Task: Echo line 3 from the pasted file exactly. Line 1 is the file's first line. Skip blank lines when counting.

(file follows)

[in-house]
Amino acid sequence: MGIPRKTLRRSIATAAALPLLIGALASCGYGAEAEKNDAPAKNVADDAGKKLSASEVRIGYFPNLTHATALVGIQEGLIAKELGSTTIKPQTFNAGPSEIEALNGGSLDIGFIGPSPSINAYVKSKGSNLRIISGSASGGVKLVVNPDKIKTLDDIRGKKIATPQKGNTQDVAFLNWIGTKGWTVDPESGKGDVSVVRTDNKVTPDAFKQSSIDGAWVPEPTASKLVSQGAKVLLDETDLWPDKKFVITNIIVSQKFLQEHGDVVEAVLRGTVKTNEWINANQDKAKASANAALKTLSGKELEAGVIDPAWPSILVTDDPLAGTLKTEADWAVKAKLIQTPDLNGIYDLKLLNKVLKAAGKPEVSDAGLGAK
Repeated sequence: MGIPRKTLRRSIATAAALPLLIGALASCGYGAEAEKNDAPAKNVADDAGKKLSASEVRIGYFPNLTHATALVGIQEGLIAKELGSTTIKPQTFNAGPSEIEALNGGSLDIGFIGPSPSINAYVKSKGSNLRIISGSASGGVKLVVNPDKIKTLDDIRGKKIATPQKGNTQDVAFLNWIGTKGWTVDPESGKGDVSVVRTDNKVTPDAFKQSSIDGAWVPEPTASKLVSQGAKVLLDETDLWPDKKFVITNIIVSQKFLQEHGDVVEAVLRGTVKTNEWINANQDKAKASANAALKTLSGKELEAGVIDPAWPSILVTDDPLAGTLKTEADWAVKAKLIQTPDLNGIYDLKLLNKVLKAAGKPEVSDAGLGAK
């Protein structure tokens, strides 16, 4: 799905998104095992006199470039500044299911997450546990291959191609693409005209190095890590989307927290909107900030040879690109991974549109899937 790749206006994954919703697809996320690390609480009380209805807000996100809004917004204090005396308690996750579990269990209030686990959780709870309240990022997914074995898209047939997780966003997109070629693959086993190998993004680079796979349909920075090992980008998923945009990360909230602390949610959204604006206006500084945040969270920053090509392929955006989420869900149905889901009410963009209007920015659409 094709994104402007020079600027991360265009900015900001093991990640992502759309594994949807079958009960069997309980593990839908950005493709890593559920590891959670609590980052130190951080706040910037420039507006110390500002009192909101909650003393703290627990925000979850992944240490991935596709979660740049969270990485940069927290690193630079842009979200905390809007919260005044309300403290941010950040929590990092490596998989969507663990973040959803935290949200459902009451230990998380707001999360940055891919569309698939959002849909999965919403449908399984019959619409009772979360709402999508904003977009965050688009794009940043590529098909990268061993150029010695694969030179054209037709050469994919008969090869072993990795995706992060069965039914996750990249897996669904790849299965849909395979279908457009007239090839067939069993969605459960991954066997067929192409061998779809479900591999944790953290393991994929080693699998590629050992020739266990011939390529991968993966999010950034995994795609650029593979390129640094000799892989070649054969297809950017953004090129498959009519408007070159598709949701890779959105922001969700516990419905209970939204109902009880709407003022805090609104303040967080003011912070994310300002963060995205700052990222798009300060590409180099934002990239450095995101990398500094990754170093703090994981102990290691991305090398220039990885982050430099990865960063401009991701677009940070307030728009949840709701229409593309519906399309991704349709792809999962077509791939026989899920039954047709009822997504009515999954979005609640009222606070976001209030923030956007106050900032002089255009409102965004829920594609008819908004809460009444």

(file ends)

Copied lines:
Repeated sequence: MGIPRKTLRRSIATAAALPLLIGALASCGYGAEAEKNDAPAKNVADDAGKKLSASEVRIGYFPNLTHATALVGIQEGLIAKELGSTTIKPQTFNAGPSEIEALNGGSLDIGFIGPSPSINAYVKSKGSNLRIISGSASGGVKLVVNPDKIKTLDDIRGKKIATPQKGNTQDVAFLNWIGTKGWTVDPESGKGDVSVVRTDNKVTPDAFKQSSIDGAWVPEPTASKLVSQGAKVLLDETDLWPDKKFVITNIIVSQKFLQEHGDVVEAVLRGTVKTNEWINANQDKAKASANAALKTLSGKELEAGVIDPAWPSILVTDDPLAGTLKTEADWAVKAKLIQTPDLNGIYDLKLLNKVLKAAGKPEVSDAGLGAK